VJ23 values: Rough £6000-£8000; Tidy £10,000-£14,000; Mint £15,000-£17,000



Suzuki RGV250 (1988-1999) Engine and Performance

The RGV250 was notable against its UK market opposition because of its V-twin engine. Yamaha’s TZR250 2MA and Kawasaki’s KR-1 were parallel twins. Only Honda’s Japan-only NSR shared the GP-inspired layout. And although Suzuki didn’t run a GP 250 bike at the time, this road bike bristled with technology gleaned from the factory’s RGV500 racer.

The RGV250’s motor is compact, running a 90° vee-angle, inclined forward by 20° to give the whole package a desirably low centre of gravity. The cylinder bores – dimensionally over-square at 56 x 50.6mm – are plated with a nickel/phosphor alloy (Suzuki call it SBC, Suzuki Boron Composite) to minimise friction and increase piston ring life. Fuelling on the VJ21 is via twin 32mm ‘Slingshot’ carbs featuring part flat/part round slides to reduce turbulence in the mixture swell, promoting a greater volume of charge into the crankcase.

Suzuki called the RGV’s powervalve mechanism AETC, or Automatic Exhaust Timing Control in its full pomp. The system reduces the size of the exhaust ports at low rpm and increases it at higher rpm, via guillotine-style blades, resulting in optimum low-down and midrange torque plus maximum performance in the upper reaches of the rev range. Suzuki claimed 57bhp@11,000rpm and 27.4lb.ft@10,800rpm for the VJ21. New exhausts, a three-stage AETC system, 2mm bigger carbs, a thicker radiator (still curved for maximum surface area) and an uprated engine management system increased output of the VJ22 to a claimed 61bhp@11,000rpm and 28.9lb.ft@11,000rpm. Performance is peaky yet addictive on both 21 and 22 models yet, crucially, 10-15bhp up on restricted imports like Honda’s NSR and Yamaha’s 3MA and 3XV TZRs.

The VJ23 is radically different and restricted to just 40bhp. The emphasis is on tractability and maximising performance within the confines of Japanese law. A revised bore and stroke (54 x 54.5mm) in an even more compact 70° V-twin layout sets out the VJ23’s stall. A return to 32mm carbs aids low and midrange torque. There’s potential aplenty inside the engine, however. Suzuki’s F3 race kit takes output to 70bhp-plus.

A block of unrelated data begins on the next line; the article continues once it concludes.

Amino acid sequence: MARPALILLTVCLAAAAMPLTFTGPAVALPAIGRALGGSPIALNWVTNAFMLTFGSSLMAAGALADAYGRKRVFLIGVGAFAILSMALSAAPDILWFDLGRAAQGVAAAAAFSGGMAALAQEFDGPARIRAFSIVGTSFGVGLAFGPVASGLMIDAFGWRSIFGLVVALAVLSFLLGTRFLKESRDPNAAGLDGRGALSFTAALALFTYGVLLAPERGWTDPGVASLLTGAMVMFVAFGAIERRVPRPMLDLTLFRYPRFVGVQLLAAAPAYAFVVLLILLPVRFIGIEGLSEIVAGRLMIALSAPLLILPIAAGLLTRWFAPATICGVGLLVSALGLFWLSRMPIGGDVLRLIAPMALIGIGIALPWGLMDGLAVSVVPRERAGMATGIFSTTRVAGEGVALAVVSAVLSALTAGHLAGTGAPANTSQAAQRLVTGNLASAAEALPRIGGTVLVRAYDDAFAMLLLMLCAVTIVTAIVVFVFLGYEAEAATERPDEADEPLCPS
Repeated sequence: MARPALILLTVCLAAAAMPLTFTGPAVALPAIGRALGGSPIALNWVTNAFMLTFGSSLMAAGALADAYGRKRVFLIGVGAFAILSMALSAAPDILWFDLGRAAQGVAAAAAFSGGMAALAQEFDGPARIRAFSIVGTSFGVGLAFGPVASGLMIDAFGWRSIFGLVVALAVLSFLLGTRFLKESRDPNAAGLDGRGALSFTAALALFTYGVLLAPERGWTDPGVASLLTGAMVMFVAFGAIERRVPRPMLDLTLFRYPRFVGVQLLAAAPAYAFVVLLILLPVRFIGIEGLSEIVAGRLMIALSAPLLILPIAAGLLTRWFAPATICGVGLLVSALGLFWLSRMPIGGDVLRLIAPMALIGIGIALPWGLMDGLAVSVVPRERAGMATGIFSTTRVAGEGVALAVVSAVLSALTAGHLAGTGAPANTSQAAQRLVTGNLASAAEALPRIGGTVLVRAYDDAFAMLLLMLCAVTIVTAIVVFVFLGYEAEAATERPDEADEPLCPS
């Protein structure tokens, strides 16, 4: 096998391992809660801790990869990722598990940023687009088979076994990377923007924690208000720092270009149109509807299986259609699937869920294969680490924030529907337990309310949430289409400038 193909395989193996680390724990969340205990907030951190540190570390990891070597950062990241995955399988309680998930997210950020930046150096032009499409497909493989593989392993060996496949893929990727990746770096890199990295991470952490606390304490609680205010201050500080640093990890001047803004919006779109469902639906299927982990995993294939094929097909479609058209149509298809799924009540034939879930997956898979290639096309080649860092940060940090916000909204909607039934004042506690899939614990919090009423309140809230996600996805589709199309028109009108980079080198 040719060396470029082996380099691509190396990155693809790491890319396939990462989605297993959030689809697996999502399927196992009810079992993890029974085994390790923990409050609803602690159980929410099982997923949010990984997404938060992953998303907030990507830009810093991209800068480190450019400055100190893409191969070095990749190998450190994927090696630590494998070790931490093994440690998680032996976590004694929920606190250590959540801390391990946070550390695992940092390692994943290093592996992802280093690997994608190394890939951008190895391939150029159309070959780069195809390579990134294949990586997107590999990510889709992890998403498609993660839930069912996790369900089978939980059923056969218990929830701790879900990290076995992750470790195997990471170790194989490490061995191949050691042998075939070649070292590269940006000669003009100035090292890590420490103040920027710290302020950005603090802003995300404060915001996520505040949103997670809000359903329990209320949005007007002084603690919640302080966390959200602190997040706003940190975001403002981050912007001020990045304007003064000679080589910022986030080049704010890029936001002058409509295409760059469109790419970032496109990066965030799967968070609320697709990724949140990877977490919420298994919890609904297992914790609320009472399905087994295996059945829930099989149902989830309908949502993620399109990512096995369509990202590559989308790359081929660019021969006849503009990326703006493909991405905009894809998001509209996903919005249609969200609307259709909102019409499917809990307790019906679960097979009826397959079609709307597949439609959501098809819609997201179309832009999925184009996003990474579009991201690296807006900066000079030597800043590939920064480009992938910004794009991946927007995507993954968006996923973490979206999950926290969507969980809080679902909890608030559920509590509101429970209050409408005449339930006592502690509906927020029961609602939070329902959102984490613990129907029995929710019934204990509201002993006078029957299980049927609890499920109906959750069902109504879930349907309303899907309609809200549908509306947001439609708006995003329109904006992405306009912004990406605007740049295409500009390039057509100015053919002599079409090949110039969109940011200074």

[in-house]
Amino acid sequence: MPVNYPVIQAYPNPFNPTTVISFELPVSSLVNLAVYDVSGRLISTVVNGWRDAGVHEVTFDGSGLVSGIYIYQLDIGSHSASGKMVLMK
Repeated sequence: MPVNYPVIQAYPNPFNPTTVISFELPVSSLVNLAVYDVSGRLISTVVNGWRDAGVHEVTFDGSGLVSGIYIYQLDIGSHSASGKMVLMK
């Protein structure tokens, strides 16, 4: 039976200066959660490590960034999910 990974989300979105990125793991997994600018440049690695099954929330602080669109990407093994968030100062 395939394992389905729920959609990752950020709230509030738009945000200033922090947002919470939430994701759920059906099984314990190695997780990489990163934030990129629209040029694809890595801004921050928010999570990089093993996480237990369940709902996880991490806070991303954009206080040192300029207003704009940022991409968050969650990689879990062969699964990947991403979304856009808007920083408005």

Suzuki RGV250 (1988-1999) Handling & Suspension

Handling, as you might expect, is an RGV strong suit. The VJ21 is the lightest model, tipping the scales at just 128kg. A change in spec to upside-down forks, and a bigger banana swingarm increased the VJ22’s mass to 139 kilos dry – still modest considering the motor’s 60bhp-plus claimed output.

Both models’ dual-cell aluminium beam frames are incredibly stiff, but the VJ22 is the sweeter handler of the two on account of its superior suspension (fully adjustable shock and 41mm preload adjustable usd forks; note SP models benefit from fully adjustable suspension front and rear) and better tyre choice thanks to a 17in rear wheel. The 22’s steering, while still wonderfully light and accurate, is less flighty than the 21’s due to the extra weight imposed on it by the bar-mounted clocks.

That said, any RGV still on its stock suspension would now benefit massively from a fork/shock rebuild or upgrade. Some owner retrofit 22 forks, wheels and suspension to 21s to gain the newer bike’s advantage. Braking can be an issue on early RGVs; the stock Tokico calipers are poor by modern standards. Retro fitting later Suzuki Nissins (GSX-R parts are a relatively easy fit) is a common upgrade.